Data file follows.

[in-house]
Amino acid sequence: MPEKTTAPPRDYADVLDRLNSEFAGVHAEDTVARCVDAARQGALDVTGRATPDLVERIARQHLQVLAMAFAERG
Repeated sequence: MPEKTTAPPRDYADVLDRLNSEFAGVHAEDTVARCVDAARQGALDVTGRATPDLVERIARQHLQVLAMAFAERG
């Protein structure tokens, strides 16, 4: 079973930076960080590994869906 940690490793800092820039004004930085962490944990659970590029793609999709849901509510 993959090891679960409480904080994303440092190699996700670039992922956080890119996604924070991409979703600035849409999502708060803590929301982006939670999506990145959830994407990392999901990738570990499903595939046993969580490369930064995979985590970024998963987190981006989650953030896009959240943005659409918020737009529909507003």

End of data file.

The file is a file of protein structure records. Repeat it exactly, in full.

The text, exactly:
[in-house]
Amino acid sequence: MPEKTTAPPRDYADVLDRLNSEFAGVHAEDTVARCVDAARQGALDVTGRATPDLVERIARQHLQVLAMAFAERG
Repeated sequence: MPEKTTAPPRDYADVLDRLNSEFAGVHAEDTVARCVDAARQGALDVTGRATPDLVERIARQHLQVLAMAFAERG
């Protein structure tokens, strides 16, 4: 079973930076960080590994869906 940690490793800092820039004004930085962490944990659970590029793609999709849901509510 993959090891679960409480904080994303440092190699996700670039992922956080890119996604924070991409979703600035849409999502708060803590929301982006939670999506990145959830994407990392999901990738570990499903595939046993969580490369930064995979985590970024998963987190981006989650953030896009959240943005659409918020737009529909507003």